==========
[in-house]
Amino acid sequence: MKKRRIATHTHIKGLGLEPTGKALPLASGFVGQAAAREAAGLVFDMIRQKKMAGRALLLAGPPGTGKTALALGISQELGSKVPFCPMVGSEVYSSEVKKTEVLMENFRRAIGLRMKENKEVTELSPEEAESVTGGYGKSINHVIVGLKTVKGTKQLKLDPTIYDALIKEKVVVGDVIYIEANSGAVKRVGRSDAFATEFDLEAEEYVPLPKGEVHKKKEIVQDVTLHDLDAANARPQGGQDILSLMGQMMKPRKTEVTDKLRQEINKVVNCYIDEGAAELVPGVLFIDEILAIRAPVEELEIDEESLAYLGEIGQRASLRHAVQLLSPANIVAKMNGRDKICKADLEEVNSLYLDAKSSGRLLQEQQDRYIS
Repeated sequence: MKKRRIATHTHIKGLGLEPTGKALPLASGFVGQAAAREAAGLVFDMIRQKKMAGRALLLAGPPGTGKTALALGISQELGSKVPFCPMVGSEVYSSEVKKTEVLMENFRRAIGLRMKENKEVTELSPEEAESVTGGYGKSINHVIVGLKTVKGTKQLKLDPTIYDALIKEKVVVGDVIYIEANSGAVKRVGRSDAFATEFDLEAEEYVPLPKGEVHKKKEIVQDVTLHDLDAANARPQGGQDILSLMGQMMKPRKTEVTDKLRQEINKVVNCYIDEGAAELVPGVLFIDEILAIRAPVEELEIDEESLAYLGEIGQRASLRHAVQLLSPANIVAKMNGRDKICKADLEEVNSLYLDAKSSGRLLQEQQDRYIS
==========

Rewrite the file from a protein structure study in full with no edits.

[in-house]
Amino acid sequence: MKKRRIATHTHIKGLGLEPTGKALPLASGFVGQAAAREAAGLVFDMIRQKKMAGRALLLAGPPGTGKTALALGISQELGSKVPFCPMVGSEVYSSEVKKTEVLMENFRRAIGLRMKENKEVTELSPEEAESVTGGYGKSINHVIVGLKTVKGTKQLKLDPTIYDALIKEKVVVGDVIYIEANSGAVKRVGRSDAFATEFDLEAEEYVPLPKGEVHKKKEIVQDVTLHDLDAANARPQGGQDILSLMGQMMKPRKTEVTDKLRQEINKVVNCYIDEGAAELVPGVLFIDEILAIRAPVEELEIDEESLAYLGEIGQRASLRHAVQLLSPANIVAKMNGRDKICKADLEEVNSLYLDAKSSGRLLQEQQDRYIS
Repeated sequence: MKKRRIATHTHIKGLGLEPTGKALPLASGFVGQAAAREAAGLVFDMIRQKKMAGRALLLAGPPGTGKTALALGISQELGSKVPFCPMVGSEVYSSEVKKTEVLMENFRRAIGLRMKENKEVTELSPEEAESVTGGYGKSINHVIVGLKTVKGTKQLKLDPTIYDALIKEKVVVGDVIYIEANSGAVKRVGRSDAFATEFDLEAEEYVPLPKGEVHKKKEIVQDVTLHDLDAANARPQGGQDILSLMGQMMKPRKTEVTDKLRQEINKVVNCYIDEGAAELVPGVLFIDEILAIRAPVEELEIDEESLAYLGEIGQRASLRHAVQLLSPANIVAKMNGRDKICKADLEEVNSLYLDAKSSGRLLQEQQDRYIS